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Florida OIR Fines Heritage P&C $1M for Ian Claims Issues

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The Florida Office of Insurance Regulation in recent weeks has fined five property and casualty insurers, including Heritage Property & Casualty Insurance Co., which was hit with a $1 million penalty for failing to properly handle hundreds of claims after Hurricane Ian.

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Heritage officials have agreed to pay the fine plus $10,000 in administrative costs, according to a May 9 consent order signed by Heritage executives and OIR officials. The violations of state law and regulations were outlined in a market conduct examination report that OIR completed in March.

The fine, reported to be one of the largest in state insurance regulation history, appears to be another sign that Insurance Commissioner Mike Yaworsky is serious about scrutinizing insurance companies in the wake of multiple complaints from consumers about unpaid claims and rapidly rising premiums, and from a few lawmakers who have charged OIR, under the previous commissioner, had missed signs that a number of insurers were facing financial ruin.

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Yaworsky

The recent market conduct report and consent order also seem to back up charges made in recent lawsuits filed against Heritage, one of which claimed that Heritage had utilized unlicensed adjusters on some 4,800 claims after Hurricane Irma in 2017, which contributed to lowball damage estimates.

The OIR examination found that in 13 of 324 claims examined, Heritage, after Ian in 2022, had utilized adjusters that were not properly appointed or utilized emergency adjusters before a temporary Florida license was issued; in 139 instances, the carrier did not ensure that adjusters provided their license information to policyholders; in another 66, Heritage did not include the names of the adjuster in communication with property owners.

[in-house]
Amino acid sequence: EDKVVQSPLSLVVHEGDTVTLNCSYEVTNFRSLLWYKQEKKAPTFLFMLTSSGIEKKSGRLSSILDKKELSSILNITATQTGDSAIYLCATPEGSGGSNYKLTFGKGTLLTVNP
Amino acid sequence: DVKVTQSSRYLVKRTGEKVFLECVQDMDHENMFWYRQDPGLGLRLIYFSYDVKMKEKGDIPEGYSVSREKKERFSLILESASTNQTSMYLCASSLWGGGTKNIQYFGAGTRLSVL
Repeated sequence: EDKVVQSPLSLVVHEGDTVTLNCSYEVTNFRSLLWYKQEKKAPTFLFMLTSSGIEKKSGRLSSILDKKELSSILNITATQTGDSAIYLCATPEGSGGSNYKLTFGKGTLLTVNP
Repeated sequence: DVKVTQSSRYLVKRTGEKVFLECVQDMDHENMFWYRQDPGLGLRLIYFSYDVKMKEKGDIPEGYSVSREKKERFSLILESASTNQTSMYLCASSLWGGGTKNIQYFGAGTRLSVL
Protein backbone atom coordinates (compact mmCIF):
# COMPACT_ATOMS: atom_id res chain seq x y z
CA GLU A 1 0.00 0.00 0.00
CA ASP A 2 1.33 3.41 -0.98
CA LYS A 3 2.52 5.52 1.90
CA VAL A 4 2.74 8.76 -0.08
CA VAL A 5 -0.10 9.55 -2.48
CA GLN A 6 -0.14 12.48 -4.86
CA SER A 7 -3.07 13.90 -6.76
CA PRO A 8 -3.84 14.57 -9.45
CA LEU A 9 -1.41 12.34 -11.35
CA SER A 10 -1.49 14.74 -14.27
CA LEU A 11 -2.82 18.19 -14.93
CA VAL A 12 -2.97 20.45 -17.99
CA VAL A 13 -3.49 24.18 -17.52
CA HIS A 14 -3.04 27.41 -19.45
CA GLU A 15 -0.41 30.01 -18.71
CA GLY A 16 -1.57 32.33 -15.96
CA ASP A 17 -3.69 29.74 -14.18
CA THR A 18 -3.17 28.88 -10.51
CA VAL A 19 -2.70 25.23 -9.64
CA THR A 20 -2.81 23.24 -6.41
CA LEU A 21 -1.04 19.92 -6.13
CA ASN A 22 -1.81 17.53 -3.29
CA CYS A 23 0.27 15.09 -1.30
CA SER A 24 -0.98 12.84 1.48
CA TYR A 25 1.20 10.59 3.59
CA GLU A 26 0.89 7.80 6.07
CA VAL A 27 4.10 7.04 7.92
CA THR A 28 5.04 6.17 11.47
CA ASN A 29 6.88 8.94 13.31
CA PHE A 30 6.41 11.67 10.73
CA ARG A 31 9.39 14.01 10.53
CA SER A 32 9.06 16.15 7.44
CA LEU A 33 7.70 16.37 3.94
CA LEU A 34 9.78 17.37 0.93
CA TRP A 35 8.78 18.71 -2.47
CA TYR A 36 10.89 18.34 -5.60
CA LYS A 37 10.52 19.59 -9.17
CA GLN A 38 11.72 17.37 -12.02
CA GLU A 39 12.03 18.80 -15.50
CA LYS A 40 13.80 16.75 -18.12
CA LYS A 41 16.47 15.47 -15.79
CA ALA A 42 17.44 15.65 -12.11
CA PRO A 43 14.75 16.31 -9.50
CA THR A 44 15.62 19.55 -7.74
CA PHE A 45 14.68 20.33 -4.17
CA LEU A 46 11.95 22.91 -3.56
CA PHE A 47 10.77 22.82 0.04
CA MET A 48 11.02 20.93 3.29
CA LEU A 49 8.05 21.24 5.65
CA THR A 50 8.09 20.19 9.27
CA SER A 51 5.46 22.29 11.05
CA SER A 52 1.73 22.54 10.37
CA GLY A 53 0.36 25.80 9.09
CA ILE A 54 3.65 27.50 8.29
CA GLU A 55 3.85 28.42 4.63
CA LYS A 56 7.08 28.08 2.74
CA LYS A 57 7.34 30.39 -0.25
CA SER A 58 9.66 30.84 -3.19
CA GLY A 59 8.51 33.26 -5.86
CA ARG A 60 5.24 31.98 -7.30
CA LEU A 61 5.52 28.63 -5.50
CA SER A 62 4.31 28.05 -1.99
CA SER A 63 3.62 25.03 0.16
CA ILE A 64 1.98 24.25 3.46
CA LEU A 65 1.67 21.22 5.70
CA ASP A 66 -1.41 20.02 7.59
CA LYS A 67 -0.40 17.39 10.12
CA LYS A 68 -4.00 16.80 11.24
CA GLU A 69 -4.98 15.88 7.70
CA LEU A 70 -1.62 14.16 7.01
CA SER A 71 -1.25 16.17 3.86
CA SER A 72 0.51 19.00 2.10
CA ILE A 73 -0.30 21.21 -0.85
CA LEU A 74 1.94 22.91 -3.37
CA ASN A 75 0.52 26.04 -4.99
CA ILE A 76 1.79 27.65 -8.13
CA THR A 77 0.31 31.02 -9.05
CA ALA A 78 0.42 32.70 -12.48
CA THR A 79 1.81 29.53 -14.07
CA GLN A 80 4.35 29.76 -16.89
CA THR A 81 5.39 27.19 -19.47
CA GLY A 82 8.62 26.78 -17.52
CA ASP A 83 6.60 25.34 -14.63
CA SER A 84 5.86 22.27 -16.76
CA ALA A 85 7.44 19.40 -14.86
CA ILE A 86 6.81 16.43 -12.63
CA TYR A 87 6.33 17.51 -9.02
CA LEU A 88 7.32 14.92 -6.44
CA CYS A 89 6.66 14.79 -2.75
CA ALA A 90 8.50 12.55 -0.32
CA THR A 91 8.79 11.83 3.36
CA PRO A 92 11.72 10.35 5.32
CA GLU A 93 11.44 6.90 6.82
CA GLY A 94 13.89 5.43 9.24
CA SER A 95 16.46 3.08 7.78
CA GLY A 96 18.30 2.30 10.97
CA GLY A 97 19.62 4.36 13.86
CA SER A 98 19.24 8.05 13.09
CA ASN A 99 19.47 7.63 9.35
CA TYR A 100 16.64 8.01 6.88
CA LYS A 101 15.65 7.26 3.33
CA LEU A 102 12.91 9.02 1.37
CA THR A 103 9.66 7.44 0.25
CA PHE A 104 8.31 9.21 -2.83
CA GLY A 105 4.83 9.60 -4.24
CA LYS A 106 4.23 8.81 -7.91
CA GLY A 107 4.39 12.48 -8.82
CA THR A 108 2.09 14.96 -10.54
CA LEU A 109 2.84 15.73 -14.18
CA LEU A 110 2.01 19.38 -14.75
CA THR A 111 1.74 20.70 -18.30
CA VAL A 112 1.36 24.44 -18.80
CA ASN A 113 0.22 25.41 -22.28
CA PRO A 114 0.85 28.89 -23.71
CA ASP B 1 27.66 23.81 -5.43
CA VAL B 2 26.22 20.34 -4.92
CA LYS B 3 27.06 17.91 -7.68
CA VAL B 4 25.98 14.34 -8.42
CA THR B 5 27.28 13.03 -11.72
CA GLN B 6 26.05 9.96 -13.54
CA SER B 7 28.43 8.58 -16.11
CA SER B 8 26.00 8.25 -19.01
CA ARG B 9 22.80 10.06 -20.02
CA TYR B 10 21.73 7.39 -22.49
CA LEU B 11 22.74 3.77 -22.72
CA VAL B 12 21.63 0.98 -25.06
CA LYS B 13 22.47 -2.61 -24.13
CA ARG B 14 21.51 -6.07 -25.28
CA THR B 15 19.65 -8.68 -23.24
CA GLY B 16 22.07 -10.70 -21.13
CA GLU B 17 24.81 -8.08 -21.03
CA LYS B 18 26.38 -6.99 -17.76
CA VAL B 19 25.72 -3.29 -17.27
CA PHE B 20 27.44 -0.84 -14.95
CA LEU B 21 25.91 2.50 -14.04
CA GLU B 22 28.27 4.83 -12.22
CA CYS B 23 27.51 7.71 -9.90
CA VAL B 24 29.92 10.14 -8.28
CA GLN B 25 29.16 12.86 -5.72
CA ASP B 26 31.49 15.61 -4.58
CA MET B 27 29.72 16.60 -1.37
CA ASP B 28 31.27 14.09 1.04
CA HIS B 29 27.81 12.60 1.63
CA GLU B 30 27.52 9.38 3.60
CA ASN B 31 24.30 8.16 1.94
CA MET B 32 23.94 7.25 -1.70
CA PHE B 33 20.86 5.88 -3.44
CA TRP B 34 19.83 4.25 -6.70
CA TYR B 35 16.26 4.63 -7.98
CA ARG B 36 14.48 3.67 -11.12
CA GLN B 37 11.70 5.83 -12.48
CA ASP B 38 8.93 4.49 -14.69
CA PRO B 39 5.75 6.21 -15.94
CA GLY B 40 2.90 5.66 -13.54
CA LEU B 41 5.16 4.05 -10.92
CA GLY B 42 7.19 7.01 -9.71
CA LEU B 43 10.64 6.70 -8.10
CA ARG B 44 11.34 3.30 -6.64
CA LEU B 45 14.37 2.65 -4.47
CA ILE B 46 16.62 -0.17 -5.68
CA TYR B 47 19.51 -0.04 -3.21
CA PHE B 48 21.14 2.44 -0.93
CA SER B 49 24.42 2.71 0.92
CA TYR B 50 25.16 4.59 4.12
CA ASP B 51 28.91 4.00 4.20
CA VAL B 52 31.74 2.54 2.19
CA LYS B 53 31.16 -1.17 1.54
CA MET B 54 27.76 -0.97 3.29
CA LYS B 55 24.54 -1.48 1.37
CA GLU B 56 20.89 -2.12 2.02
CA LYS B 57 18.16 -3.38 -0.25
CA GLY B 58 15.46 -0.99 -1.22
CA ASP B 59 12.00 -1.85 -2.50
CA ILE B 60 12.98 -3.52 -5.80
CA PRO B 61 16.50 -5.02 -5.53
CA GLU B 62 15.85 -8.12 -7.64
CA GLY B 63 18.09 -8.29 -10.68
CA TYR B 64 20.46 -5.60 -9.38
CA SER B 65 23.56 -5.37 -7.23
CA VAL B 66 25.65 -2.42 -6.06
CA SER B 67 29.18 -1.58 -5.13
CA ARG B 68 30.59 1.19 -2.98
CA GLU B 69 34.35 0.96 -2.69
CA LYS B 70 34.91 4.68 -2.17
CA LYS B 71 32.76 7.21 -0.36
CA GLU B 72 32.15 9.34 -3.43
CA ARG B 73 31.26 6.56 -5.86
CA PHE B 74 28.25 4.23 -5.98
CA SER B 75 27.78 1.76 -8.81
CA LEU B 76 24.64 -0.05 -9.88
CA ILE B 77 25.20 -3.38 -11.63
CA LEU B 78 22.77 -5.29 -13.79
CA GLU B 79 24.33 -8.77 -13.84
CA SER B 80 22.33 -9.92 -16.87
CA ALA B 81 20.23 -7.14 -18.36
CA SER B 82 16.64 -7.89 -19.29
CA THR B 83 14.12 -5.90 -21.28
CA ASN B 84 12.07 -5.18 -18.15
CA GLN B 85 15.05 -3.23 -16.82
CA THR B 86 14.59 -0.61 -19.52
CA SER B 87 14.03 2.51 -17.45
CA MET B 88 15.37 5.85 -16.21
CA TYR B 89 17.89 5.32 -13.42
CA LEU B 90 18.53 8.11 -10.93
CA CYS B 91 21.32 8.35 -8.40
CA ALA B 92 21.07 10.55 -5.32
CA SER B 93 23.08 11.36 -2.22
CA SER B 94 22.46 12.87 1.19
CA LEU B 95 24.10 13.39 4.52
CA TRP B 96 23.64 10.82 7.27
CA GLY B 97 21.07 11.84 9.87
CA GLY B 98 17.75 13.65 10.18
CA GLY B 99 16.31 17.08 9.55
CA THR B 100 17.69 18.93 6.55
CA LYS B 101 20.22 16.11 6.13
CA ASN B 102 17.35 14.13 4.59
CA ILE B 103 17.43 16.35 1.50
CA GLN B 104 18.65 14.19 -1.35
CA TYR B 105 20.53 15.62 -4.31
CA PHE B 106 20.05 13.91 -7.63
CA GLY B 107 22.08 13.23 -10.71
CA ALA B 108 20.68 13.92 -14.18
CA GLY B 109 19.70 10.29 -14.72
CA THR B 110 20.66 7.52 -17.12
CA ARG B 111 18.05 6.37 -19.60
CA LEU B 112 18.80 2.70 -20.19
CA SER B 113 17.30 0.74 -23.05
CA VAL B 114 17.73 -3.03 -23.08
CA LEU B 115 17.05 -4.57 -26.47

The exams were conducted by The INS Companies, a group of regulatory consultants. They randomly selected the 324 claims of more than 5,500 claims filed after Ian hit.

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The team also found:

  • In about 30% of claims, Heritage did not acknowledge receipt of claims communication within 14 days, as required by statute.
  • In 22% of cases, the carrier did not pay or deny claims within 90 days, as required.
  • In 59 of 216 claims closed with payment, Heritage did not accurately calculate interest owed.
  • In 57% of the time, the company did not initiate voice contact with insureds within one business day, as required by Heritage’s claims-handling manual.
  • But in just about 3% of the claims examined, Heritage did not maintain complete claims records, as required by law.
Garateix

Heritage officials have not previously responded to requests for comment from Insurance Journal. But CEO Ernie Garateix told the Tampa Bay Times that the company was aware of the issues and has taken action. That includes the creation of a new compliance director position and utilizing new claims management software.

The parent company of Tampa-based Heritage, which reported 169,000 policies in force at the end of 2022, this month reported another profitable quarter, a rebound from 2021 and 2022.

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In other cases in the last two weeks, OIR fined four smaller property-casualty insurers for non-willful violations:

  • Granada Indemnity Co. agreed to pay $3,000, plus $1,000 in administrative costs, for failing to file its 2023 experience data on time in a data call, according to a consent order.
  • Stillwater Property and Casualty agreed to pay $6,000 in fines plus $1,000 in administrative costs for failing to provide claims litigation data for 2023 by the OIR deadline.
  • Yel Co. Insurance agreed to pay a $1,000 fine and administrative costs for failing to provide 2022 experience data in a timely manner.
  • Lancer Insurance Co. agree to a $3,000 fine and administrative costs for missing the deadline on experience reporting.

Topics
Florida
Claims
Property Casualty

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